As mentioned earlier, the sacredness of directions and belief in Guardians or Gods of directions are crucial in almost all ancient religions. Ancient Javanese and Bali Hinduism recognize Nava Dikpala, meaning guardians of nine directions, consisting of eight directions with one addition in the centre. Hinduism, Buddhism (especially Vajrayana Buddhism) and Jainism believe in Dikpala. The Chinese have a similar belief in four spirits/guards guarding the four directions - the Azure Dragon of the East, the Vermilion Bird of the South, the white Tiger of the West, and the Black tortoise/Black Warrior of the North.

In Udyoga Parva (उद्योग पर्व) of Mahabharata and Ramayana as well we find references to the direction guardians. Mahabharata mentions four heavenly quarters guarded/ supported by the guardian cow goddesses Kamadhenu (कामधेनु) and her four daughters. The four daughters of Kamadhenu are Dhenu for the north, Harhsika/ Hansika for the south, saurabhi / Surupa for the east and Subhadra for the west. Ramayana mentions four elephants who guard the four corners: Viru-paksha for the east, Maha-Padma for the south, Saumanas for the west and Bhadra for the north. This description resembles the story of Eight elephants which guard the eight directions.

It is understood that four main deities were associated with four cardinal directions north, south, west and east. Later, four more Gods were added to include guardians for the southwest, southeast, northwest and northeast, leading to Ashta Dikpala and Ashta Diggaja.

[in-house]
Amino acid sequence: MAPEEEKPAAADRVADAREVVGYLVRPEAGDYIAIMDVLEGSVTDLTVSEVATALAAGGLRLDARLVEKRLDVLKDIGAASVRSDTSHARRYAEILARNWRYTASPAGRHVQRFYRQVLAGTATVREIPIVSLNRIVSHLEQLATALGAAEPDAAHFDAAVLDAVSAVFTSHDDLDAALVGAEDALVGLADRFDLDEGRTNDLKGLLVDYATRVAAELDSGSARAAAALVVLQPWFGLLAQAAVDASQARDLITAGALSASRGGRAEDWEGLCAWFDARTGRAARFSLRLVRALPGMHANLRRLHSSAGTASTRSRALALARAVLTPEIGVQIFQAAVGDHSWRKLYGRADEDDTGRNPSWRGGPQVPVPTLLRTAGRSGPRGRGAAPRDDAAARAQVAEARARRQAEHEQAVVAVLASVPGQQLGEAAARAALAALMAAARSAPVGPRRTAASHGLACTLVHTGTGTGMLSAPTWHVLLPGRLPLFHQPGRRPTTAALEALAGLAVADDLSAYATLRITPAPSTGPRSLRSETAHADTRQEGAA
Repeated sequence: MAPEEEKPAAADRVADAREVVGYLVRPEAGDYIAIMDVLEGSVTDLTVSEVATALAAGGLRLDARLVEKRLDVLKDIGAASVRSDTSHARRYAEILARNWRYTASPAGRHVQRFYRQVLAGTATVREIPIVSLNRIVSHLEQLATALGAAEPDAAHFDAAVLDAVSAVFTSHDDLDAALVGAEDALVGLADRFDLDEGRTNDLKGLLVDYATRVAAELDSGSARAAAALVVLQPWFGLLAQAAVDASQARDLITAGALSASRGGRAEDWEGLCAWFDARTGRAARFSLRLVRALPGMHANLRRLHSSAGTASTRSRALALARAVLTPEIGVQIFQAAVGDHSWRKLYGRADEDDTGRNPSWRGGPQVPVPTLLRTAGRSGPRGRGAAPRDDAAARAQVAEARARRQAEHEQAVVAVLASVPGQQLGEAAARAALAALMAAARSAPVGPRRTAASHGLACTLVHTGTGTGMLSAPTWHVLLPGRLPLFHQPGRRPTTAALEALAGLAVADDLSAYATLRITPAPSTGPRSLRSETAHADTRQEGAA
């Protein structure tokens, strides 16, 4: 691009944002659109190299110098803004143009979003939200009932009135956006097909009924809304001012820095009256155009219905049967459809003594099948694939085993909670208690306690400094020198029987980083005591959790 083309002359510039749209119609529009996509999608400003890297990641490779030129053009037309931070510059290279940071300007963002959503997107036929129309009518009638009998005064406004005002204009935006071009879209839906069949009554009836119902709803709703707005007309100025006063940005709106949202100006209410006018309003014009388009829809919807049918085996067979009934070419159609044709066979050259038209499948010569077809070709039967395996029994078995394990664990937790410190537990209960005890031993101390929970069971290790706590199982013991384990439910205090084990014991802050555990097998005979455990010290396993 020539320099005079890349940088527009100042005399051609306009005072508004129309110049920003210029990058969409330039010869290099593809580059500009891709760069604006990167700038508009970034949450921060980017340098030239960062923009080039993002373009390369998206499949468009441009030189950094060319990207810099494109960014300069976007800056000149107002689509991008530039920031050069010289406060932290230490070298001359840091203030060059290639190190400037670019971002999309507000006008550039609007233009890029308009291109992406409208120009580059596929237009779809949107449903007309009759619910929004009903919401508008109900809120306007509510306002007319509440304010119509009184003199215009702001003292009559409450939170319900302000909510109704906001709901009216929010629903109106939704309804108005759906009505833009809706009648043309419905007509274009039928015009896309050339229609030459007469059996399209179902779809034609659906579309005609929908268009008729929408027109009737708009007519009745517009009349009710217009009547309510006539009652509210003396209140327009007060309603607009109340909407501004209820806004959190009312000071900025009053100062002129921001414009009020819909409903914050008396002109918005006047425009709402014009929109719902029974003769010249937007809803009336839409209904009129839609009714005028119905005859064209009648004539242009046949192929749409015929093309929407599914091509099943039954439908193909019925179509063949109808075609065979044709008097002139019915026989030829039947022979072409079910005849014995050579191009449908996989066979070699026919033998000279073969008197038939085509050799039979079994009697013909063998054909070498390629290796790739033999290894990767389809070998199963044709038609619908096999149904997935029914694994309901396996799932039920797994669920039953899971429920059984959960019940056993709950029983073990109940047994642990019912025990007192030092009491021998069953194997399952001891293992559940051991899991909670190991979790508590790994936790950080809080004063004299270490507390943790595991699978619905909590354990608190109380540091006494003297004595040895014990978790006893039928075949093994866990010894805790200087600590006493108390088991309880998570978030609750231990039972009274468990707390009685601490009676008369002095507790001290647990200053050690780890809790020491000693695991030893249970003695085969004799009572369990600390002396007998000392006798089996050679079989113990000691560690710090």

The commonly accepted Astradikpala since post-Vedic times is Indra (इंद्र), the God of rain and thunder, guarding the eastern quarter. Kubera (कुबेर), the treasurer of Lakshmi, is the guardian of the north. Varuna (वरुण), the God of water and the sea guards the western quarters. Yama (यम) is the God of death and guards the southern direction. Agni (अग्नि), God of fire, guards the southeastern direction and is next to Indra in importance in Rigveda. Nirrti (निर्रति) represents poverty and corruption and guards the southwestern direction. Vayu (वायु), the lord of winds, guards the northwestern quarters and is also mentioned in Rigveda. Isana (ईशान), the form of Lord Siva, represents knowledge and prosperity and guards the northeast direction. All the Gods mentioned above, except Kubera and Isana, appear in Rigveda.

There were two more additions in some descriptions- Lord Brahma, the creator representing the Zenith or the upward direction (between northeast and east) and Lord Vishnu, the sustainer representing the nadir (between southwest and south direction) or the downward direction.

The belief in Dikpala, or guardian of directions, is a beautiful way to express the omniscience of God. The element of rituals, personal Gods and cosmic rules are beautifully embedded here. The belief in guardian deities protecting the world in all directions and maintaining the order of the universe has been comforting for a peaceful and prosperous existence. It gives us hope of someone guarding us against unseen situations and happenings.

Whatever advancements we might achieve in science and technology, the fear of the unseen always looms over our minds, and the belief in Dikpala has provided solace since ancient times. The post-Vedic period became more ritualistic, and the number and importance of personal gods increased. This belief has a comforting and calming influence on people's minds, leading to many achievements and successes. The faith in being protected by someone changes the mindset and attitude, ultimately deciding the altitude of one's life.